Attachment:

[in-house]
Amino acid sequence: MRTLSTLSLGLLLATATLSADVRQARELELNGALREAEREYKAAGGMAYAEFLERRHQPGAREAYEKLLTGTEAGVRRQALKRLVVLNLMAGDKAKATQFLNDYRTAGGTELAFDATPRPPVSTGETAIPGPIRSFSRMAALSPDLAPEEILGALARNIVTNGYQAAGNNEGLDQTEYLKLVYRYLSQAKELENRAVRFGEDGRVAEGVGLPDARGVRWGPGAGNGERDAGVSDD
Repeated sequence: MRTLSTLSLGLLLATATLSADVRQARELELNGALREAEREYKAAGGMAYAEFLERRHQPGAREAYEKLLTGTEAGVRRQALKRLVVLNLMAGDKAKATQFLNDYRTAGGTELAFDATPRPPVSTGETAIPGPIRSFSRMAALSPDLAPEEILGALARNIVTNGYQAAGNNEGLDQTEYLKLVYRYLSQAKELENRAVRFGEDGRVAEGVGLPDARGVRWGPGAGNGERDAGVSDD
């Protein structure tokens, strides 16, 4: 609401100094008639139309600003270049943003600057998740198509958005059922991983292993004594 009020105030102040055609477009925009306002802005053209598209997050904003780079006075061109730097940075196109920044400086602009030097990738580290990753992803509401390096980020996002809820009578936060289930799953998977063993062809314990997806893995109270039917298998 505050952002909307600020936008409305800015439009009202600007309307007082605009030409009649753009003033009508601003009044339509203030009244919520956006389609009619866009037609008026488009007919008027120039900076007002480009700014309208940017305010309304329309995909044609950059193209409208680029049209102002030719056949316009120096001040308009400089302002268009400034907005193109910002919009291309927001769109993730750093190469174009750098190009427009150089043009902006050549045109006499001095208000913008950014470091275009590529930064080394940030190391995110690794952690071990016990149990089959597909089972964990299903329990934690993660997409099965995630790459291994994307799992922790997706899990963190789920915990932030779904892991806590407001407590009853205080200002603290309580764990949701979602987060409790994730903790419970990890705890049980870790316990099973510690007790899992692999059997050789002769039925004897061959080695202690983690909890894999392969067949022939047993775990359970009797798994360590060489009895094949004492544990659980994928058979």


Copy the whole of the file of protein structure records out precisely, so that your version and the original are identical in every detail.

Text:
[in-house]
Amino acid sequence: MRTLSTLSLGLLLATATLSADVRQARELELNGALREAEREYKAAGGMAYAEFLERRHQPGAREAYEKLLTGTEAGVRRQALKRLVVLNLMAGDKAKATQFLNDYRTAGGTELAFDATPRPPVSTGETAIPGPIRSFSRMAALSPDLAPEEILGALARNIVTNGYQAAGNNEGLDQTEYLKLVYRYLSQAKELENRAVRFGEDGRVAEGVGLPDARGVRWGPGAGNGERDAGVSDD
Repeated sequence: MRTLSTLSLGLLLATATLSADVRQARELELNGALREAEREYKAAGGMAYAEFLERRHQPGAREAYEKLLTGTEAGVRRQALKRLVVLNLMAGDKAKATQFLNDYRTAGGTELAFDATPRPPVSTGETAIPGPIRSFSRMAALSPDLAPEEILGALARNIVTNGYQAAGNNEGLDQTEYLKLVYRYLSQAKELENRAVRFGEDGRVAEGVGLPDARGVRWGPGAGNGERDAGVSDD
């Protein structure tokens, strides 16, 4: 609401100094008639139309600003270049943003600057998740198509958005059922991983292993004594 009020105030102040055609477009925009306002802005053209598209997050904003780079006075061109730097940075196109920044400086602009030097990738580290990753992803509401390096980020996002809820009578936060289930799953998977063993062809314990997806893995109270039917298998 505050952002909307600020936008409305800015439009009202600007309307007082605009030409009649753009003033009508601003009044339509203030009244919520956006389609009619866009037609008026488009007919008027120039900076007002480009700014309208940017305010309304329309995909044609950059193209409208680029049209102002030719056949316009120096001040308009400089302002268009400034907005193109910002919009291309927001769109993730750093190469174009750098190009427009150089043009902006050549045109006499001095208000913008950014470091275009590529930064080394940030190391995110690794952690071990016990149990089959597909089972964990299903329990934690993660997409099965995630790459291994994307799992922790997706899990963190789920915990932030779904892991806590407001407590009853205080200002603290309580764990949701979602987060409790994730903790419970990890705890049980870790316990099973510690007790899992692999059997050789002769039925004897061959080695202690983690909890894999392969067949022939047993775990359970009797798994360590060489009895094949004492544990659980994928058979």